that's true, teaching is completely different. some of the best players i've met would be awful teachers, especially with beginners!
  16. midwalesman

    midwalesman Member

    In retrospect the grade system may have its uses, in that it categorises issues so that people can say "you need to know about a, b and c". However, this is where I disagree with you Timbloke. By playing in groups and in different music ensembles you learn to play scales in the music itself, also to listen to the part next to you play in harmony (and therefore intervals), and again (dependant on the conductor) you learn musical terms (tempo, dynamics, Italian, German) in a non exam/pressure type situation. Performance techniques are also learnt in band, I learnt a lot more (musically and socially) from sitting next to Matthew Hilton at B+R than I would have learnt otherwise (use of alternative valves etc).

    Is learning three pieces for an exam any more educating as preparing three pieces for a concert? I agree that the exams give an achieveable goal for young people, but so does learning pieces for a band concert, being enrolled in playing in a local big band or folk group or playing smaller chamber ensemble repertoire. Playing in as many ensembles in as many styles will be an educative tool that is significantly better at creating a rounded musician.

    One small final point, we all learn more when we play in band, sight read, learn how to play in solo and ensemble mode, tuning, listening, stylistic and performance authenticity. The one thing I would highlight is, that in this process we are never conscious of the fact that we are learning a lot, we may pick up on the obvious but we take a lot of things as being a natural process of banding.

    I suppose no harm can come from grades and its a question of personal preference, mine involved an intense association with as many types of music as possible. You could ask me to play crab scales but as much as I know about them I wouldn't be able to play them, unless a fellow player went, "yeah they are just like that run in that "test piece" we played in the open last year. Again its all about smoke and mirrors!
  17. Kiz7

    Kiz7 Member

    Having just read through the whole thread I think we may have moved a bit off topic and are now discussing the merits of the grade system - I can't see a posting that has fully explained the AB Grade system (or any other in fact) so here goes:

    The associated board examines candidates in four or five diferent areas - performance (3 pieces), scales, aural and playing at sight. Trumpet players are also examined in transposition from Grade 6 onwards. There are 8 Grades plus diplomas and performance certificates.

    A syllabus of music is published (and updated - although not for all instruments each time ) every two years. Teachers/students then select 1 piece from each of the three lists to prepare. There are generally about six pieces in each list and the lists are designed to cover most styles and periods of music. Each of these pieces will be worth a maximum of 30 points in the exam.

    In addition to the pieces a number of major scales, minor scales (both harmonic and melodic at the higher grades - the candidate can choose which version up to Grade 6 in Brass exams), chromatic scales and all their relevant arpeggios are to be played from memory both slurred and tongued (trombonists legato tongue instead of slurring). From Grade 5 onwards Dominant sevenths are also required and from Grade 6 Dominants and Diminished are needed. At Grade 8 every major, minor, whole tone, chromatics, dominant 7ths, diminished 7ths and arpeggios known to man seem to be required. (I had a student who counted them to over 100 once so decided to learn one of each and hope!)The scales are worth a maximum of 21 marks.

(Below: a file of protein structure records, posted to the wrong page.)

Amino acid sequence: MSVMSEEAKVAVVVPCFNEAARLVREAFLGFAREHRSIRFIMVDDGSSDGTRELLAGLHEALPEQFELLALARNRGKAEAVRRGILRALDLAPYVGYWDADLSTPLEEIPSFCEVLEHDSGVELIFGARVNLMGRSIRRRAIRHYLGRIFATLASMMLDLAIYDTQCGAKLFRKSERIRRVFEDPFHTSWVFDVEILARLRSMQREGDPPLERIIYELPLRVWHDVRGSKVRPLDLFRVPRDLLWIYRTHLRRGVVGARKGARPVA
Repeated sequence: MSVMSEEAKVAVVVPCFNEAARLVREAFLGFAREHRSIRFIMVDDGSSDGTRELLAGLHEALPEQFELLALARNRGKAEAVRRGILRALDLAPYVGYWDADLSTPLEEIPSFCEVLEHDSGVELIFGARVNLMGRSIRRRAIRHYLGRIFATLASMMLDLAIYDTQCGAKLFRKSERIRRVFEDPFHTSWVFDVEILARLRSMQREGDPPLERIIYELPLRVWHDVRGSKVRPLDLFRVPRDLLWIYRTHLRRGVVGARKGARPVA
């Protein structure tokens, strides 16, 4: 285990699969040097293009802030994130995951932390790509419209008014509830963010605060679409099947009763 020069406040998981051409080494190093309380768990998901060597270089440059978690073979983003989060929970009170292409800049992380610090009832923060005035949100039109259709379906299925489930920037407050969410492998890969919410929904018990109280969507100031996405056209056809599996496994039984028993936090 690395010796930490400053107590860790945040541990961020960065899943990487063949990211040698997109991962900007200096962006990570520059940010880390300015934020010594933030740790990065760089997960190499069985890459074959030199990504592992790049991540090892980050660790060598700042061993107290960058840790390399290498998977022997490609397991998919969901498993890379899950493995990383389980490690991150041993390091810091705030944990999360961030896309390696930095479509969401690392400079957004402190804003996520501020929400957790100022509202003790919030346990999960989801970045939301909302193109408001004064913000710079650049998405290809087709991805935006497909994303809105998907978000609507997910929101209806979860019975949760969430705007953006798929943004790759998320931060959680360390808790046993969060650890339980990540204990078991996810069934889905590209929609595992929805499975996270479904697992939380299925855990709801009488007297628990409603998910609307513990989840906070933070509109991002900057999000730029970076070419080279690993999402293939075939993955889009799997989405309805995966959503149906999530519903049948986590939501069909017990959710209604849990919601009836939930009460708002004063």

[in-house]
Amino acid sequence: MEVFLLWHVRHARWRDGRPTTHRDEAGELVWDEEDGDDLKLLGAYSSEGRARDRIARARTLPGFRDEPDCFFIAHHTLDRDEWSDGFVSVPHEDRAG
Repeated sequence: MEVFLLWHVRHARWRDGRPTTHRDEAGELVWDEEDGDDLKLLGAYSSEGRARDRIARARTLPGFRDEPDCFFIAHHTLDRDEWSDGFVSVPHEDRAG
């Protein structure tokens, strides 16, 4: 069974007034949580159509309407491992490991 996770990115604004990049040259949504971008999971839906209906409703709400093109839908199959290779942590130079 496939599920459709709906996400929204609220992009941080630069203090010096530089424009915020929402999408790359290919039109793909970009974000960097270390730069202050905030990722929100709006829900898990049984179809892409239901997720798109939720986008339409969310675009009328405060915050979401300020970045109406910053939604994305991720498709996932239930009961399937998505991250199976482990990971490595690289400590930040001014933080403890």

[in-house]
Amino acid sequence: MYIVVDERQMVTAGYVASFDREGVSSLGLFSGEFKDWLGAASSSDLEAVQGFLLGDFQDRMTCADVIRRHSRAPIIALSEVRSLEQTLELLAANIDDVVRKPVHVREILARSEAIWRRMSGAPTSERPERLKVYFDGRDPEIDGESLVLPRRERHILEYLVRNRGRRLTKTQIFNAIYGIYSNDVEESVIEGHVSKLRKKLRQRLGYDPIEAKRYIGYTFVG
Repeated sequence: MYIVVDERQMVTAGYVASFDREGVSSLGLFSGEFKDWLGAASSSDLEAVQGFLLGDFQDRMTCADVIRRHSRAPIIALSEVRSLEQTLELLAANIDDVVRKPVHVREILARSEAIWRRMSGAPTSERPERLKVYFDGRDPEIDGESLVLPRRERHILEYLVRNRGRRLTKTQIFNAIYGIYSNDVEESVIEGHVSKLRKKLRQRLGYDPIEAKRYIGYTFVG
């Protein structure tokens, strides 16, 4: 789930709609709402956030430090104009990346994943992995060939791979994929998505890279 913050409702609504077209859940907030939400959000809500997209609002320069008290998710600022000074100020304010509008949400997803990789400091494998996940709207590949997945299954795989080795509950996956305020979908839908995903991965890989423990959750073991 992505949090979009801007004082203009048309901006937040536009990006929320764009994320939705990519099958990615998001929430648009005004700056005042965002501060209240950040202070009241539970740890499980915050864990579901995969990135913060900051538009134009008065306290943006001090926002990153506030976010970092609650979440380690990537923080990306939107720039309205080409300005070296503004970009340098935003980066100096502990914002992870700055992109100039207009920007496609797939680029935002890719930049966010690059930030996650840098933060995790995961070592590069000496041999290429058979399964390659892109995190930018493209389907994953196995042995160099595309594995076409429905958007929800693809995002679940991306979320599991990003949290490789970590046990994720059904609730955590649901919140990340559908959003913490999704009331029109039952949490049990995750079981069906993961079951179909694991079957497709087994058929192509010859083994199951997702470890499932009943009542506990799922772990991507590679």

The aural tests consist of at least four tests and require the candidate to tap the pulse of a passage of music emphasising where the strong beat falls and then identifying thetime signature (test A), to sing phrases back to the examiner after they have played it (at the higher grades this is done from a score with the examiner just playing the accompaniment!) (Test B), To identify certain features of a piece of music (such as the cadence and progression - Grade 8) (test C) and to answer questions on the features of the piece of music (including the form, structure and style at upper grades) (test D). The aural test is worth 18 marks.

    Finally (unless you are a trumpet player and have to transpose) is the sight reading test where you are given a short (16 bars or so) piece in the keys realting to your grade (ie the ones that your scales were based around) and at the difficulty for your grade. You have 30 seconds to look at it then you must play it. The sight reading is worth 21 marks

    There is a total of 150 marks available. 100 marks are required to pass. 120 to get a merit and 130 or more to get a distinction.

    A little bit more than learning 3 pieces in reality.

    Hope this helps NorwegianBaritone

  18. Steve

    Steve Active Member

    I believe a grade 8 associate board can also now be counted as an AS-Level (17 year old's school qualification). Thus making it sensible for parents to spend a fortune on certificates that give you no more playing ability than you had before.
  19. ruthatron

    ruthatron Member

    french horn players also need to transpose.

    i think it's worth saying as well, that trumpet,cornet and flugelhorn all have the same list. i think baritone and euph. do too
  20. ruthatron

    ruthatron Member

    it's not that grade 8 is counted as an AS level, Grade 6,7 and 8 ABRSM exams (both practical and theory) are counted as UCAS points. (the new system which uni entries run on - each qualification is given a set number of UCAS points, with the level of qualification and grade acheived taken into consideration). Practical grade 8 with distinction is worth more in UCAS points than an A at AS level. All exams can be entered, so if you did them all, you could get lots of points.
    One of the problems with this, is that some Uni's don't offer places on points, it's still done on grades, but it does give more of an incentive to take the higher grades to those people who don't need music qualifications specifically but are only put off the exams by the cost.